Maryland Estate Litigation

Tag: Fiduciary litigation

A Primer on Guardianships – Part Two – Guardianship of the Person

by David A. (Andy) Hall

Many times clients will come for an appointment with an elder law attorney because their spouse or parent is no longer able to communicate decisions about their health or person.  This can be the result of a progressive condition such as Alzheimer’s disease, or from a sudden onset, such as a fall resulting in a traumatic brain injury (“TBI”).  The consequence can be the same if the alleged disabled person (“ADP”) does not have a healthcare power of attorney (“POA”) or advance medical directive (“AMD”) in place.  Many Americans do not have incapacity planning documents.

A healthcare POA or AMD allows the person nominated to serve as the agent for the ADP.  This means that the agent can make healthcare and other personal decisions for the person that is no longer able to communicate those decisions.  The most common context is making decisions about healthcare matters, i.e., whether to select a certain course or treatment, or whether to decline treatment because the ADP has made their wishes known regarding when they no longer want treatment.

Without this document, then a loved one can make decisions for the ADP pursuant to the Maryland Health Care Decisions Act as codified in Md. Code, Health Gen. Art. §5–605.  Where the ADP has not nominated a person, then after two physicians determine that the person can no longer make decisions for himself, then the following people may serve as surrogate (in priority of the order listed):

  • A guardian for the patient, if one has been appointed;
  • The patient’s spouse or domestic partner;
  • An adult child of the patient;
  • A parent of the patient;
  • An adult brother or sister of the patient; or
  • A friend or other relative of the patient who meets the requirements

Id. While this statutory recognition is great for ad hoc or crisis situations, it may not be a viable long term solution for clients.  Sometimes the ADP’s illness will drive them to fight against decisions which are objectively being made in their best interests.  Then the loved one in that situation will want the imprimatur of a court order.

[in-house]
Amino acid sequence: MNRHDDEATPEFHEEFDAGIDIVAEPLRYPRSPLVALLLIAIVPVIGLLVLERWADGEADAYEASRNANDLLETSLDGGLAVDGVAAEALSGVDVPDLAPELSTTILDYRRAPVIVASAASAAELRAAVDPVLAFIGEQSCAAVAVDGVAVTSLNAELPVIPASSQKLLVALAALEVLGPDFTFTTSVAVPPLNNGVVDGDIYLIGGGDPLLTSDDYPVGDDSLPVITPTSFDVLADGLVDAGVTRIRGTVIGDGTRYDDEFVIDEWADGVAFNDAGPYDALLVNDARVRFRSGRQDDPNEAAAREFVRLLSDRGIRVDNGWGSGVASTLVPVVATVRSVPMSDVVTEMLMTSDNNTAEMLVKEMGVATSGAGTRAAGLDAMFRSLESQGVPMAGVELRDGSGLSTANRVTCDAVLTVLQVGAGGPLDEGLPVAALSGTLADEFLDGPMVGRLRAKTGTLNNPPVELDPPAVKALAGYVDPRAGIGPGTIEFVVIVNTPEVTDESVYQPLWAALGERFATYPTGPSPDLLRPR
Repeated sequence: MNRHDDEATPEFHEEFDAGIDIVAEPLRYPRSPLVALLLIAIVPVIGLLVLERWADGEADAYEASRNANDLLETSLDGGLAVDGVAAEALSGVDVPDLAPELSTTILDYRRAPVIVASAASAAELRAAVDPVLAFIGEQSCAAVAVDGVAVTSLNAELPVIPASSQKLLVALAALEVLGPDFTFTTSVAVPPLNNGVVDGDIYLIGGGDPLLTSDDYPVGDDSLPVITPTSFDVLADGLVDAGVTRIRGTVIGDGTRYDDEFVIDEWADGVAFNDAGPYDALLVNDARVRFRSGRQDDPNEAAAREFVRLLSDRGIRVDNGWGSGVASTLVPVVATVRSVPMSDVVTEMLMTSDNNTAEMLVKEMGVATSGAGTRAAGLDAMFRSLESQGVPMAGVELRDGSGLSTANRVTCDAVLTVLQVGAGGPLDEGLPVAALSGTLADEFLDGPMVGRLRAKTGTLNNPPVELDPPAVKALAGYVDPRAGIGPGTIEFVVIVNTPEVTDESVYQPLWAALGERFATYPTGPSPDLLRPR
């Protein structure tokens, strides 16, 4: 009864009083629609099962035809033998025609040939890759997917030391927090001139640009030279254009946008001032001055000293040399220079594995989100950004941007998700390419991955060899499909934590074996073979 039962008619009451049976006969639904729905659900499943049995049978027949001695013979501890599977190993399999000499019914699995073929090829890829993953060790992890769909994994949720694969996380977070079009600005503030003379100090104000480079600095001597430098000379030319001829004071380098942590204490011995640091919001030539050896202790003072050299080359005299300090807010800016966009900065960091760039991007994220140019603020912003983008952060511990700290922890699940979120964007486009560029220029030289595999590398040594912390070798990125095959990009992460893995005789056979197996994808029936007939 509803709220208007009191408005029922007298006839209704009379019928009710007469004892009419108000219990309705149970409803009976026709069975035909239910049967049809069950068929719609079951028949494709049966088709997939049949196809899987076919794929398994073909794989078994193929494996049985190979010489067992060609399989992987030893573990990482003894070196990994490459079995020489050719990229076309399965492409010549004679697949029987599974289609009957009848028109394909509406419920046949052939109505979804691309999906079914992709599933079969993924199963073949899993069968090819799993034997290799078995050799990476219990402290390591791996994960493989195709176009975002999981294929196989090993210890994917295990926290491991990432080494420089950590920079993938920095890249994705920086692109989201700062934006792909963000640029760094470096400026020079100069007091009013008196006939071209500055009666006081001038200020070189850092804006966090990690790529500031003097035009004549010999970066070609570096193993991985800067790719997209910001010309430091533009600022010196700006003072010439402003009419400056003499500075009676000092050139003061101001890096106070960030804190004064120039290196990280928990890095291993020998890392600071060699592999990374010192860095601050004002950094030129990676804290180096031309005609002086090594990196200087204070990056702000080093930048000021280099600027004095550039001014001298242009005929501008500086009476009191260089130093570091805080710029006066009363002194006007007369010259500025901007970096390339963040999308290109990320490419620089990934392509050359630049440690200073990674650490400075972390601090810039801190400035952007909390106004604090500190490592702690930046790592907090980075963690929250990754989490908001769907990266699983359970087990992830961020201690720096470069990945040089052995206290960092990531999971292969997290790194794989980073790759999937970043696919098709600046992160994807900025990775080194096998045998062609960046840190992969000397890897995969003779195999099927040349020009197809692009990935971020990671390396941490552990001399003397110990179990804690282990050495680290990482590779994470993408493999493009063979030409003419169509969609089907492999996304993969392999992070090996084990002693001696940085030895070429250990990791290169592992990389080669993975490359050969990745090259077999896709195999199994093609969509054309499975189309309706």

The Circuit Court in the Maryland County where the ADP resides or is admitted to receive medical treatment is the proper venue for filing for a guardianship and it has the authority to appoint a guardian.  Md. Rule 10-201; Estates & Trusts § 13-704(a)(2).  The Petition is the document whereby a client (through her attorney) requests that the court appoint someone as guardian.  Among other basic informational items, the Petition will need to include: a description of less restrictive alternatives to guardianship that have been attempted and failed; facts as to the need for a guardianship; and two certificates signed by medical doctors (or one can be signed be an licensed psychologist or licensed clinical social worker) attesting to the ADP’s need for a guardianship.  The timing of the certificates is important as one needs to be completed within 21 days of filing the petition.  A seasoned guardianship attorney will give you a checklist of the required documents and information in order for the Petition to be accepted by the Court.

The Petitioner (the one filing for guardianship) has to meet the burden of proving that the ADP:

  • Lacks sufficient understanding or capacity to make or communicate responsible decisions concerning his person
  • Because of any mental disability, disease, habitual drunkenness, or addiction to drugs,and
  • That no less restrictive form of intervention is available which is consistent with the person’s welfare and safety

Estates & Trusts § 13-705.

The Court will appoint an attorney for the ADP, and it is very likely that the court appointed attorney will be paid out of the ADP’s assets.  For a married couple, this can mean that the two parties will be paying for both sets of attorney’s fees.  It can seem counter-intuitive to have to pay for an attorney to fight against you, but a guardianship seeks to take away the inalienable right of self-determination regarding one’s person.  A court will not do so lightly.

Consult with your fiduciary litigation attorney to go over the options regarding a loved one who can no longer make decisions for themselves and has not executed incapacity planning documents.  If you have not already done so, then consult with an estate planning attorney to prepare for incapacity.  It is truly a case where, as Benjamin Franklin said, “An ounce of prevention is worth a pound of cure.”

David A. (Andy) Hall, Esq.
King|Hall LLC
410-696-2045
5300 Dorsey Hall Drive
Suite 107
Ellicott City, Maryland 21042
andy@kh.legal

457526bfb82f4540ba08c7cce8e707dd

A Primer on Guardianships – Part One – Introduction

by David A. (Andy) Hall

Potential clients will often come into our office because their loved one is no longer able to manage their financial affairs or health care decisions due to a disabling event or disease.  One study suggests that nearly two-thirds of Americans do not have incapacity planning documents.  When the disabled person does not have the proper planning documents in place (at minimum, an advance medical directive and financial power of attorney), then their loved ones are unable to make the necessary medical and financial decisions on their behalf.  Often the next step for those clients is to file for guardianship of their loved one.